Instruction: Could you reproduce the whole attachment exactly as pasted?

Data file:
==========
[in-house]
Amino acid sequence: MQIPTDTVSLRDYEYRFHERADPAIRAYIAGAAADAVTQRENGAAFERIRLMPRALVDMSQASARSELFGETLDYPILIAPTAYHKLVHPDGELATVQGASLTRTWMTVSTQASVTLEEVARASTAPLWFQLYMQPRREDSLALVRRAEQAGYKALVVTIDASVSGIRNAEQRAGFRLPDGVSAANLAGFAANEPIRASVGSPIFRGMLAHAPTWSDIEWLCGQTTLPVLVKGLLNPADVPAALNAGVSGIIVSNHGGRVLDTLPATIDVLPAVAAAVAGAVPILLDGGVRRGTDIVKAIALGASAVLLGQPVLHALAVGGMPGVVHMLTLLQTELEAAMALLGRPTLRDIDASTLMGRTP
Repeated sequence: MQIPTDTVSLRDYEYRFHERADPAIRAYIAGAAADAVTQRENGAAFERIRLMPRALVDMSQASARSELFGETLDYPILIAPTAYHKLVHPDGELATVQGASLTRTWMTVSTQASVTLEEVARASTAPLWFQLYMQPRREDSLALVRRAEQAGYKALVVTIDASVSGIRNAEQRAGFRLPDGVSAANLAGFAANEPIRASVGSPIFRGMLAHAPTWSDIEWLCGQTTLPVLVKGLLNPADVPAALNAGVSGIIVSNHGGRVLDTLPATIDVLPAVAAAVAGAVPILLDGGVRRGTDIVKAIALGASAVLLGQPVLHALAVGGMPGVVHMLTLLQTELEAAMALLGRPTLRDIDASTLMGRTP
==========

[in-house]
Amino acid sequence: MQIPTDTVSLRDYEYRFHERADPAIRAYIAGAAADAVTQRENGAAFERIRLMPRALVDMSQASARSELFGETLDYPILIAPTAYHKLVHPDGELATVQGASLTRTWMTVSTQASVTLEEVARASTAPLWFQLYMQPRREDSLALVRRAEQAGYKALVVTIDASVSGIRNAEQRAGFRLPDGVSAANLAGFAANEPIRASVGSPIFRGMLAHAPTWSDIEWLCGQTTLPVLVKGLLNPADVPAALNAGVSGIIVSNHGGRVLDTLPATIDVLPAVAAAVAGAVPILLDGGVRRGTDIVKAIALGASAVLLGQPVLHALAVGGMPGVVHMLTLLQTELEAAMALLGRPTLRDIDASTLMGRTP
Repeated sequence: MQIPTDTVSLRDYEYRFHERADPAIRAYIAGAAADAVTQRENGAAFERIRLMPRALVDMSQASARSELFGETLDYPILIAPTAYHKLVHPDGELATVQGASLTRTWMTVSTQASVTLEEVARASTAPLWFQLYMQPRREDSLALVRRAEQAGYKALVVTIDASVSGIRNAEQRAGFRLPDGVSAANLAGFAANEPIRASVGSPIFRGMLAHAPTWSDIEWLCGQTTLPVLVKGLLNPADVPAALNAGVSGIIVSNHGGRVLDTLPATIDVLPAVAAAVAGAVPILLDGGVRRGTDIVKAIALGASAVLLGQPVLHALAVGGMPGVVHMLTLLQTELEAAMALLGRPTLRDIDASTLMGRTP